NEW CASTLE —
CHOICES HAVE RULES
The homeless have choices.
There are shelters in town, and there is the City Rescue Mission, which houses Christian men. Women have other shelters available.
But most of those places have house rules and at Tent City, there are none.
For example, the Rescue Mission has curfews and works to instill religious beliefs the men don’t always want to obey, and no alcohol is allowed.
The alternative is to suffer the most dire weather conditions.
Three homeless people succumbed last year, and most who survive life in the woods have suffered life-threatening bouts of pneumonia, according to Angela Hagberg of Patches Place.
“We’ve had people die on the streets or lose toes or their feet because of frostbite or exposure,” Hause said.
One man fell asleep at a bus stop and died. Another developed a blood clot because he lost his toes.
“If it wasn’t for Patches Place and Catholic Charities, I think a lot of people would be in a world of trouble,” Quinn said.
He pulls back the flap of a tent in the woods to show an accumulation of canned goods, tools, clothes and other items he and his neighbors have amassed through donations from a generous community.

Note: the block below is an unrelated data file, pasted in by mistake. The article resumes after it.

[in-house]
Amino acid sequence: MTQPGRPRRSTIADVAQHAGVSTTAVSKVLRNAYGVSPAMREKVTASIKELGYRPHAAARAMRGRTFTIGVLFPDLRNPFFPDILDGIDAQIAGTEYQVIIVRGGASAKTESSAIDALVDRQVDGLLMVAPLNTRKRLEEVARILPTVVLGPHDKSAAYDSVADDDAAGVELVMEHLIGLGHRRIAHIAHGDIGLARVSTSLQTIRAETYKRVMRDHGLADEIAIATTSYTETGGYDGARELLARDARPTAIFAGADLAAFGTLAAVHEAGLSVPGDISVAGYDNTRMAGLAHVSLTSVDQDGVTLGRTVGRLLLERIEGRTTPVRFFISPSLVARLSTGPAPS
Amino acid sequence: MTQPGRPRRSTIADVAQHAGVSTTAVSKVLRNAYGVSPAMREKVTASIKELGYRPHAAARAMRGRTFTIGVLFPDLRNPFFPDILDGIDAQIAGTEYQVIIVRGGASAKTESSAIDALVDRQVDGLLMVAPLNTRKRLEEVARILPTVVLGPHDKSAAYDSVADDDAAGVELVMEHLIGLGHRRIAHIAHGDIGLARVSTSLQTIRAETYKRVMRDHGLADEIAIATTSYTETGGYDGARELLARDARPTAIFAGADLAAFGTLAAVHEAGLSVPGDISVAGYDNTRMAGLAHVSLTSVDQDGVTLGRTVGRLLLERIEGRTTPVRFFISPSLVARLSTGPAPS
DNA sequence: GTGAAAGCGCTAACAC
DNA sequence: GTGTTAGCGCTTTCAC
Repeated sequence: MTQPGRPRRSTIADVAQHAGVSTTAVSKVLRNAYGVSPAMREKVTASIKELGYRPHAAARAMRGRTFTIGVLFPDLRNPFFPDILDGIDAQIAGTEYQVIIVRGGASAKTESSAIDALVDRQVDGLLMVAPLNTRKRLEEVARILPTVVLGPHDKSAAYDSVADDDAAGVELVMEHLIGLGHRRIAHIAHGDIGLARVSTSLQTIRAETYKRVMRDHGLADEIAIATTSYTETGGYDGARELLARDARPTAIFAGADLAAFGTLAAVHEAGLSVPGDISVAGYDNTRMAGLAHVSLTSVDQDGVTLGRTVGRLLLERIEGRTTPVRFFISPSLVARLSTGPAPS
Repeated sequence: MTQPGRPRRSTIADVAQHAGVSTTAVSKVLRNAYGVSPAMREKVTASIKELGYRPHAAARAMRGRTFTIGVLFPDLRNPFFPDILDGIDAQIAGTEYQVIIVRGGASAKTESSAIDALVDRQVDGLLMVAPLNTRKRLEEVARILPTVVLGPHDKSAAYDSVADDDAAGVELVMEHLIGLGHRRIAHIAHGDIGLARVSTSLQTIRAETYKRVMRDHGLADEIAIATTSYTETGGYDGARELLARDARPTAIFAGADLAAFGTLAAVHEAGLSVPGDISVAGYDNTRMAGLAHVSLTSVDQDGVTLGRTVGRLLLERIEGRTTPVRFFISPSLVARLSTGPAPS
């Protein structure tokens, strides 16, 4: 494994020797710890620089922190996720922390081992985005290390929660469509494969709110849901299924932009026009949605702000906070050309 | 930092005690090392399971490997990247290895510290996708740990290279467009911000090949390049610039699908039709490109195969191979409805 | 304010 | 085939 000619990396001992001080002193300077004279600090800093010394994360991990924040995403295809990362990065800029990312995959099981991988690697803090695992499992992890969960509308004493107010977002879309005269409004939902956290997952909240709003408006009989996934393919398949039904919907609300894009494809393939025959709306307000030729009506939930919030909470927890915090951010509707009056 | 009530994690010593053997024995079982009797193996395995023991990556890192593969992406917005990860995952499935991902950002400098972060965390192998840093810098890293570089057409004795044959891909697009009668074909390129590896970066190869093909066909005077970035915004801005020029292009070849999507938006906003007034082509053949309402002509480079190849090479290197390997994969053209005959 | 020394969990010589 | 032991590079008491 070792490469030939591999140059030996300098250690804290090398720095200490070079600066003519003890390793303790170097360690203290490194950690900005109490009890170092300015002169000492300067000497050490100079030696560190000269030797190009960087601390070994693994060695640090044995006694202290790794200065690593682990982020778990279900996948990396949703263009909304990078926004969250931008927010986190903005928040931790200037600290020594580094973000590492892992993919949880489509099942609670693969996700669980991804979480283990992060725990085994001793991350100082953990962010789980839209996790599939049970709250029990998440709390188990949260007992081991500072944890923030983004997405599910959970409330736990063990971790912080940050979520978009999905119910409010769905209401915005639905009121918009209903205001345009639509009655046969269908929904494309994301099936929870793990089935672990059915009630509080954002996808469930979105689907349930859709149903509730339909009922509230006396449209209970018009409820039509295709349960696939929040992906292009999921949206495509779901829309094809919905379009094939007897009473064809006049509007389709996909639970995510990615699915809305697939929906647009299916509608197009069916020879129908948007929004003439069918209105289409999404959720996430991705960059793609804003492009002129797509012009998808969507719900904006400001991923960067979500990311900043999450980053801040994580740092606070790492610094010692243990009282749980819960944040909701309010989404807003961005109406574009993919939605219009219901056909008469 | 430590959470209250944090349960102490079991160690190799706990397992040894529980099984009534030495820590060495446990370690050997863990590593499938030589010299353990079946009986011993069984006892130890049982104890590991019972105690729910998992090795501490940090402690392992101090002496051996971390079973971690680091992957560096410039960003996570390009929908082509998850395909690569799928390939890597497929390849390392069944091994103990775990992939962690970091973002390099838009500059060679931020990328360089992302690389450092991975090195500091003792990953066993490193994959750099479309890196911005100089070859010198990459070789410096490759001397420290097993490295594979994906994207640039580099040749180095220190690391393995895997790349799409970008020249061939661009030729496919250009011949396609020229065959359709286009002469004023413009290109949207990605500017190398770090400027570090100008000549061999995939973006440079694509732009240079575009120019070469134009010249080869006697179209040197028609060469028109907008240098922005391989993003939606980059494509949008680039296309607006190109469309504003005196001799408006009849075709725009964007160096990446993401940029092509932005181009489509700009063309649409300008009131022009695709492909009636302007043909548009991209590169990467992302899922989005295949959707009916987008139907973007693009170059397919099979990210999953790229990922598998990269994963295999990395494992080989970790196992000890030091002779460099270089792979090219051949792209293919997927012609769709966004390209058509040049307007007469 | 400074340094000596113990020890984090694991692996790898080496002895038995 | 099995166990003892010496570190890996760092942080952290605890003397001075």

“Whatever we have, we use,” he said.
Rogenski sits in a folding chair rolling cigarettes and explains he is leaving Tent City and moving into an apartment on the city’s East Side. He was lucky to find a month-to-month lease and rent at $450 plus utilities.
He receives disability pay and “it pretty much takes all of the check money I have to make a move.”
He fell from a ladder in 1996 and broke his back. He has two plates in his spine and virtually no ribs remaining on his left side. He wears a knee brace and walks with a cane.
He keeps his shaved head warm with a ballcap over a do-rag.
This wasn’t Rogenski’s first stint at Tent City. He lived there two years ago, even during the winter when it was nearly impossible to stay warm.
He shrugs. “We sit by the fire and try to keep it going at night, but there isn’t much wood to burn.”